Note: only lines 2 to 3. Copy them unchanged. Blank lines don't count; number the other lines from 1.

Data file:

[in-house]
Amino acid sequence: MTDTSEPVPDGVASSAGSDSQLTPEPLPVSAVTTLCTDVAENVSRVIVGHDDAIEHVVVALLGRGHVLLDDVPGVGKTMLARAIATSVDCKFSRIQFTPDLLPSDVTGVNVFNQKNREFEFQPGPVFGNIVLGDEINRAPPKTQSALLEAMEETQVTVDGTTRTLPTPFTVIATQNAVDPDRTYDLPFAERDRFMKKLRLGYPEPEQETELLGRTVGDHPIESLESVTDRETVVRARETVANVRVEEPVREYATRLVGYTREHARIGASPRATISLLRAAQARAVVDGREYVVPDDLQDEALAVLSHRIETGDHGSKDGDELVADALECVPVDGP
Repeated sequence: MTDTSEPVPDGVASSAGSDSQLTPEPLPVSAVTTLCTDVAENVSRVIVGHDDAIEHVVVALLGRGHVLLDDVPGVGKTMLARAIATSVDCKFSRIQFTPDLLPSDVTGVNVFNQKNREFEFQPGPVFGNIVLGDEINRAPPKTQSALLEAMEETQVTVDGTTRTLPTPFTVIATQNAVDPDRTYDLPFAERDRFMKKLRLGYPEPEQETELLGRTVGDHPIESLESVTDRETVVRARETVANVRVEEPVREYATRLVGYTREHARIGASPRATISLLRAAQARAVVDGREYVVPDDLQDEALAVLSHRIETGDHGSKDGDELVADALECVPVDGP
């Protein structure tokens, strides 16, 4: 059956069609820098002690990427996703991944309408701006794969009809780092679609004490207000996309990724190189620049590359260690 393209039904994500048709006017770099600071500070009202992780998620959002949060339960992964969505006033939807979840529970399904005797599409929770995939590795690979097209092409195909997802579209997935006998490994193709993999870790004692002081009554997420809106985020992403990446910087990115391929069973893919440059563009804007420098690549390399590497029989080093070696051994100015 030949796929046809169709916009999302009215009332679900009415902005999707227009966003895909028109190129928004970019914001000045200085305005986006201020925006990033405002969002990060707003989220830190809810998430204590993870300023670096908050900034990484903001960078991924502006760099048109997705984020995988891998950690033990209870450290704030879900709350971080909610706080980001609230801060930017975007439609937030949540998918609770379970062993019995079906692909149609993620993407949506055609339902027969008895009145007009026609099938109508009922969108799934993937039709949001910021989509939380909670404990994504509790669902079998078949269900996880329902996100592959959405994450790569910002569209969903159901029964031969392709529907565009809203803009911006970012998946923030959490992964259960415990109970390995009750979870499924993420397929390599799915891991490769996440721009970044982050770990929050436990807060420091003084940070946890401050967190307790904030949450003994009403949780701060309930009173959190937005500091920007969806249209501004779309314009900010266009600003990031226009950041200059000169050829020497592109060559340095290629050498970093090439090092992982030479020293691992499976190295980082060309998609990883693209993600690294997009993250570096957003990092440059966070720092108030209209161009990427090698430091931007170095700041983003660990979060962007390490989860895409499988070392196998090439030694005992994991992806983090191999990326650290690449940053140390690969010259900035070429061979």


Amino acid sequence: MTDTSEPVPDGVASSAGSDSQLTPEPLPVSAVTTLCTDVAENVSRVIVGHDDAIEHVVVALLGRGHVLLDDVPGVGKTMLARAIATSVDCKFSRIQFTPDLLPSDVTGVNVFNQKNREFEFQPGPVFGNIVLGDEINRAPPKTQSALLEAMEETQVTVDGTTRTLPTPFTVIATQNAVDPDRTYDLPFAERDRFMKKLRLGYPEPEQETELLGRTVGDHPIESLESVTDRETVVRARETVANVRVEEPVREYATRLVGYTREHARIGASPRATISLLRAAQARAVVDGREYVVPDDLQDEALAVLSHRIETGDHGSKDGDELVADALECVPVDGP
Repeated sequence: MTDTSEPVPDGVASSAGSDSQLTPEPLPVSAVTTLCTDVAENVSRVIVGHDDAIEHVVVALLGRGHVLLDDVPGVGKTMLARAIATSVDCKFSRIQFTPDLLPSDVTGVNVFNQKNREFEFQPGPVFGNIVLGDEINRAPPKTQSALLEAMEETQVTVDGTTRTLPTPFTVIATQNAVDPDRTYDLPFAERDRFMKKLRLGYPEPEQETELLGRTVGDHPIESLESVTDRETVVRARETVANVRVEEPVREYATRLVGYTREHARIGASPRATISLLRAAQARAVVDGREYVVPDDLQDEALAVLSHRIETGDHGSKDGDELVADALECVPVDGP